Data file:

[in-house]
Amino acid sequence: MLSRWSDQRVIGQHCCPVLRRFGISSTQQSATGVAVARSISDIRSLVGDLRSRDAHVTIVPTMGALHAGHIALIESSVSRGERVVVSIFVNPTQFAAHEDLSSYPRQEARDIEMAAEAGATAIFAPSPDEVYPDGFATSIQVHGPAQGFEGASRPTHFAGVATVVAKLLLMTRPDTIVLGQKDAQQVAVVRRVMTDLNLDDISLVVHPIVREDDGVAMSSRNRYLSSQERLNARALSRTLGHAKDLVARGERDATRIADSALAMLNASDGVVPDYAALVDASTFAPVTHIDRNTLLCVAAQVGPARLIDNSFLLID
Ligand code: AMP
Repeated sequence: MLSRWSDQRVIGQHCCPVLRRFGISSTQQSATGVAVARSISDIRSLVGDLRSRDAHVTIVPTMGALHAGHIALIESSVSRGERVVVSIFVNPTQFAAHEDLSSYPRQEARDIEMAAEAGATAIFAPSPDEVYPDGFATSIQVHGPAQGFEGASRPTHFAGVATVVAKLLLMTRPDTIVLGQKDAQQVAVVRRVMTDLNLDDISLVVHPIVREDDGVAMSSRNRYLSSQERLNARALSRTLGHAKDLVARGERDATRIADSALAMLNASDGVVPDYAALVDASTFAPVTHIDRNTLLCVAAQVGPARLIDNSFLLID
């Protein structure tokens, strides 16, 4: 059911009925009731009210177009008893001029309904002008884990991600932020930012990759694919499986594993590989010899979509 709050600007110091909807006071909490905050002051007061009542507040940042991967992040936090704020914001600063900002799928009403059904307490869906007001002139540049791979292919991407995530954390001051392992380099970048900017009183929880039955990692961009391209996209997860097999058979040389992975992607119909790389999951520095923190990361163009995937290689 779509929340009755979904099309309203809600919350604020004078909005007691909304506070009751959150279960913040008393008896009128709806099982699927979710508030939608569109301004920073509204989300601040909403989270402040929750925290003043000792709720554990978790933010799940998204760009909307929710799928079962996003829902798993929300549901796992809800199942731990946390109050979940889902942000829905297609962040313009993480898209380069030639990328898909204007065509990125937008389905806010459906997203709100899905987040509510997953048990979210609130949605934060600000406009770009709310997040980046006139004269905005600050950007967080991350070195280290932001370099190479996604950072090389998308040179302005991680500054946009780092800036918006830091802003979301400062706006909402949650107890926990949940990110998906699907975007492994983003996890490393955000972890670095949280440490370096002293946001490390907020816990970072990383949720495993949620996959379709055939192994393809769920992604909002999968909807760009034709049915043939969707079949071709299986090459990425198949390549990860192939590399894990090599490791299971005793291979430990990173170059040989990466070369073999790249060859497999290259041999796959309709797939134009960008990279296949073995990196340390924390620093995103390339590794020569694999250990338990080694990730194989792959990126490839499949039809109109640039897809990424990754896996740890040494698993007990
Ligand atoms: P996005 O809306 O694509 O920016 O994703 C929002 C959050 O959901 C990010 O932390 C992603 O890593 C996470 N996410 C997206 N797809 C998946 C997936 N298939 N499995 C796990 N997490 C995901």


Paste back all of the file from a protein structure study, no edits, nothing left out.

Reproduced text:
[in-house]
Amino acid sequence: MLSRWSDQRVIGQHCCPVLRRFGISSTQQSATGVAVARSISDIRSLVGDLRSRDAHVTIVPTMGALHAGHIALIESSVSRGERVVVSIFVNPTQFAAHEDLSSYPRQEARDIEMAAEAGATAIFAPSPDEVYPDGFATSIQVHGPAQGFEGASRPTHFAGVATVVAKLLLMTRPDTIVLGQKDAQQVAVVRRVMTDLNLDDISLVVHPIVREDDGVAMSSRNRYLSSQERLNARALSRTLGHAKDLVARGERDATRIADSALAMLNASDGVVPDYAALVDASTFAPVTHIDRNTLLCVAAQVGPARLIDNSFLLID
Ligand code: AMP
Repeated sequence: MLSRWSDQRVIGQHCCPVLRRFGISSTQQSATGVAVARSISDIRSLVGDLRSRDAHVTIVPTMGALHAGHIALIESSVSRGERVVVSIFVNPTQFAAHEDLSSYPRQEARDIEMAAEAGATAIFAPSPDEVYPDGFATSIQVHGPAQGFEGASRPTHFAGVATVVAKLLLMTRPDTIVLGQKDAQQVAVVRRVMTDLNLDDISLVVHPIVREDDGVAMSSRNRYLSSQERLNARALSRTLGHAKDLVARGERDATRIADSALAMLNASDGVVPDYAALVDASTFAPVTHIDRNTLLCVAAQVGPARLIDNSFLLID
């Protein structure tokens, strides 16, 4: 059911009925009731009210177009008893001029309904002008884990991600932020930012990759694919499986594993590989010899979509 709050600007110091909807006071909490905050002051007061009542507040940042991967992040936090704020914001600063900002799928009403059904307490869906007001002139540049791979292919991407995530954390001051392992380099970048900017009183929880039955990692961009391209996209997860097999058979040389992975992607119909790389999951520095923190990361163009995937290689 779509929340009755979904099309309203809600919350604020004078909005007691909304506070009751959150279960913040008393008896009128709806099982699927979710508030939608569109301004920073509204989300601040909403989270402040929750925290003043000792709720554990978790933010799940998204760009909307929710799928079962996003829902798993929300549901796992809800199942731990946390109050979940889902942000829905297609962040313009993480898209380069030639990328898909204007065509990125937008389905806010459906997203709100899905987040509510997953048990979210609130949605934060600000406009770009709310997040980046006139004269905005600050950007967080991350070195280290932001370099190479996604950072090389998308040179302005991680500054946009780092800036918006830091802003979301400062706006909402949650107890926990949940990110998906699907975007492994983003996890490393955000972890670095949280440490370096002293946001490390907020816990970072990383949720495993949620996959379709055939192994393809769920992604909002999968909807760009034709049915043939969707079949071709299986090459990425198949390549990860192939590399894990090599490791299971005793291979430990990173170059040989990466070369073999790249060859497999290259041999796959309709797939134009960008990279296949073995990196340390924390620093995103390339590794020569694999250990338990080694990730194989792959990126490839499949039809109109640039897809990424990754896996740890040494698993007990
Ligand atoms: P996005 O809306 O694509 O920016 O994703 C929002 C959050 O959901 C990010 O932390 C992603 O890593 C996470 N996410 C997206 N797809 C998946 C997936 N298939 N499995 C796990 N997490 C995901």